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What is a hate crime and hate incident?
A hate crime is any crime that is thought to be motivated by hostility or prejudice, based on a person’s race or ethnicity, religion or belief, disability, gender identity, or sexual orientation. The term hate crime covers both criminal acts and “hate incidents” which refers to non-crimes that are motivated by hostility such as harassment, bullying, offensive gestures, and abusive posters.
Why should I report a hate crime?
When a report is made, specialised support can be given. Being the victim of a hate crime can be extremely isolating, getting help from organisations who understand the impact hate crimes can help you feel safe and confident again. For cases that go to court, tougher sentences can be given to reflect that the crime was motivated by prejudice. Even if the case doesn’t go to court there are still things that can be done to bring the offender to justice and to reduce reoffending. By reporting the hate crime you may be preventing it happening to someone else, by reporting the incident, no matter how small, it signals that such actions will not be tolerated. Incidents and crimes may escalate, so. It’s worth reporting even if you don’t think it’s that significant. Reporting hate crimes to the police will give them a better understanding of what is happening, this information can then be used to implement prevention policies.
How can I report a hate crime?
If you have been the victim of a hate crime, witnessed the incident, or have been told about the incident, you can report it here. The report can be made anonymously or with personal details, the incident details are then sent to security services who decide whether or not the police should be contacted. If you have reported with personal details Central Welfare and Guidance will contact you within three working days with support information. They will offer support including information on external agencies that can help with specific issues, referrals to SAMHS, possible resolution procedures, and how it relates to the University’s disciplinary procedure. If you report it anonymously the relevant department will investigate the report and communications may be issued on the topic.
Will the police be contacted?
The campus police officer will be made aware of the incident, but unless you want it reporting to the police, it will not be recorded on the police systems. The officers are told so they can offer advice to the security team responding to the hate crime, they do not pass that information on unless the victim wants the police to be involved. You can decided whether you would like it reported to South Yorkshire Police, whatever you choose the University will still record the incident and offer you support.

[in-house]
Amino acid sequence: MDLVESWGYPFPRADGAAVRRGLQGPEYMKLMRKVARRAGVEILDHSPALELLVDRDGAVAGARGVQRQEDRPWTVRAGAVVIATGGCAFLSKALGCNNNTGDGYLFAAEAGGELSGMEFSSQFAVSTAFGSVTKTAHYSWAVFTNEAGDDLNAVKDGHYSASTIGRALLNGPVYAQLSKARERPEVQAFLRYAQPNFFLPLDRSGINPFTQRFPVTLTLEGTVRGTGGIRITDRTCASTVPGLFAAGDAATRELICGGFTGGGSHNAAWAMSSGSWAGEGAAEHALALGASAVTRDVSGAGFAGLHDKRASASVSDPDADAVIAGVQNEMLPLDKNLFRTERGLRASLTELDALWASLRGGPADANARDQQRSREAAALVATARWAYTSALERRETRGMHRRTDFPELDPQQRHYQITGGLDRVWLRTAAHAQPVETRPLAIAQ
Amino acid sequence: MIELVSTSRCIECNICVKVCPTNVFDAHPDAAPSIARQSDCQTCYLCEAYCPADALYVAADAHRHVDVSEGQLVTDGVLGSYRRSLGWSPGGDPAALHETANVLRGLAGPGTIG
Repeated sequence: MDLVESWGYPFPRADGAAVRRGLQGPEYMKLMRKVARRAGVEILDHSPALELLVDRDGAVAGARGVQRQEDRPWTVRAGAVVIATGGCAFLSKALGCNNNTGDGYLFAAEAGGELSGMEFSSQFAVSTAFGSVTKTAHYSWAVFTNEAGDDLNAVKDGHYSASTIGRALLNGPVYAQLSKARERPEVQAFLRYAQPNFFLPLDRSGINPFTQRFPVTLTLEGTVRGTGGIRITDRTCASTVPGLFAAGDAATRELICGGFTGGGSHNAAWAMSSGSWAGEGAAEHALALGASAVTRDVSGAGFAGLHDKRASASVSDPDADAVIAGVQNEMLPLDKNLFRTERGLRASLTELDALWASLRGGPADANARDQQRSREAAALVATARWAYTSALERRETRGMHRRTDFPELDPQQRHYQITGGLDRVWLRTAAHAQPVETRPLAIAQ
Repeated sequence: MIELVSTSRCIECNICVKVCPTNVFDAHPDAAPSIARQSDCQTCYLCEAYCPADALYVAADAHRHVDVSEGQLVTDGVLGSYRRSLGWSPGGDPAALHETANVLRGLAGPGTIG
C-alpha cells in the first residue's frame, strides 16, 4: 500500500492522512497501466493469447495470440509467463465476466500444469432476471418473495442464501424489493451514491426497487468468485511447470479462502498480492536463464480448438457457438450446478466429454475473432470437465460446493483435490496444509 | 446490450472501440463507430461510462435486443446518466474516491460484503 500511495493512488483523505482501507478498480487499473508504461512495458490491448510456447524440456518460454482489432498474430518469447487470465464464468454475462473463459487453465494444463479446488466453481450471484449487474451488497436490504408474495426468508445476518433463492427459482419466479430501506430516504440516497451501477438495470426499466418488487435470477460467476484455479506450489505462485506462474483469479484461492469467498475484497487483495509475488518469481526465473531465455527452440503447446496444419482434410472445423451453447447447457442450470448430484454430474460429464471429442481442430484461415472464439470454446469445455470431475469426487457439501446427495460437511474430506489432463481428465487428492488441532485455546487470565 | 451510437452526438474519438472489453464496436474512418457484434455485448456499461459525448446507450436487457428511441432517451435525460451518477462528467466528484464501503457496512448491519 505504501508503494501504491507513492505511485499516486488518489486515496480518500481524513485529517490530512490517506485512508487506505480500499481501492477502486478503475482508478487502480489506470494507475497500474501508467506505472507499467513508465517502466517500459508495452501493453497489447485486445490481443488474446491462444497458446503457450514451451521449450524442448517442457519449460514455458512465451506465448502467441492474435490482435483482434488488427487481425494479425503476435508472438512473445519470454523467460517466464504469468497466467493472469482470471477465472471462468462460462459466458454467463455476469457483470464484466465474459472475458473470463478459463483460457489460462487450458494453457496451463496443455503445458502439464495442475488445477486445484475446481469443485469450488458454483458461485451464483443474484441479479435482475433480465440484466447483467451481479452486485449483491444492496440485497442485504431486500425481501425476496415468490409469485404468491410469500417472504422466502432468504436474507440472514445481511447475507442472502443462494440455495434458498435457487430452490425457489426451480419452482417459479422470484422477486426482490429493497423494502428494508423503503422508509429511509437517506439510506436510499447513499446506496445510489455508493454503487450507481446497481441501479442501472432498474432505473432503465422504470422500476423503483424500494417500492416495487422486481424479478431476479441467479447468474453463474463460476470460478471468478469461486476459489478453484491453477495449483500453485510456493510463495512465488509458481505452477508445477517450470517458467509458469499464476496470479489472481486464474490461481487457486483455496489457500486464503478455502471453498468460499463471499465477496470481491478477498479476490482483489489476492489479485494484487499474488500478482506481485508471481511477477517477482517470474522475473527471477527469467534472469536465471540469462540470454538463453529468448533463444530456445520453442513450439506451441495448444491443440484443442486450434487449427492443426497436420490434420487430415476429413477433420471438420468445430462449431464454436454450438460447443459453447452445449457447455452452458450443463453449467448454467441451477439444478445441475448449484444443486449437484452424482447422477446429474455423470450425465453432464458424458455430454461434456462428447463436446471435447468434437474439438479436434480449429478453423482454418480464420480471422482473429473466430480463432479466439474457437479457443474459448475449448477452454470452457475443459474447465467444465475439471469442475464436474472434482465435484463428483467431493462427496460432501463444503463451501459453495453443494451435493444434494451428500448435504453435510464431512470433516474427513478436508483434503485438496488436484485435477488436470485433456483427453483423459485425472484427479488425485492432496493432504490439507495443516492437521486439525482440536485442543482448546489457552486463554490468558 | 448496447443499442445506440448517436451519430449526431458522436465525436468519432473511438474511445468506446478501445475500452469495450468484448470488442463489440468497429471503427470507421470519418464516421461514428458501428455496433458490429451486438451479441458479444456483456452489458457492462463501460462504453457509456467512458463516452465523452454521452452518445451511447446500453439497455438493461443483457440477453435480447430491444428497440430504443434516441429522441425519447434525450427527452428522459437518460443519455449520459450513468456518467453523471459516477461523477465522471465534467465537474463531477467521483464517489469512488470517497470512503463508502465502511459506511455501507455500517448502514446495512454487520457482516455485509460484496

What is the police procedure?
After a hate crime or incident is reported to the police, a report will be made. The reporter will be given an incident number and crimes will also have an investigation number. This is so you can request updates on the investigation and should it happen again, the reports can be easily linked. An officer will contact the reporter and victim while investigating the incident, unless they want to remain anonymous. The Hate Crime Partnership Co-ordinator will call the victim to check on their wellbeing and answer any questions they may have.
What support is available?
If you choose to report the incident with your personal details, Central Welfare and Guidance will contact you and sign post you to support services within the University. They can also provide information on possible outcomes there are. Victim Support is an independent charity set that supports victims of crime, and friends or family who have been affected by crime, they have a free and confidential support line on 08 08 16 89 111.
If you have been the victim of a hate crime, or know someone who has, you can report it to the University here or to South Yorkshire Police .You can also sign up to SYP alerts to receive live notifications about crime and personal safety advice here.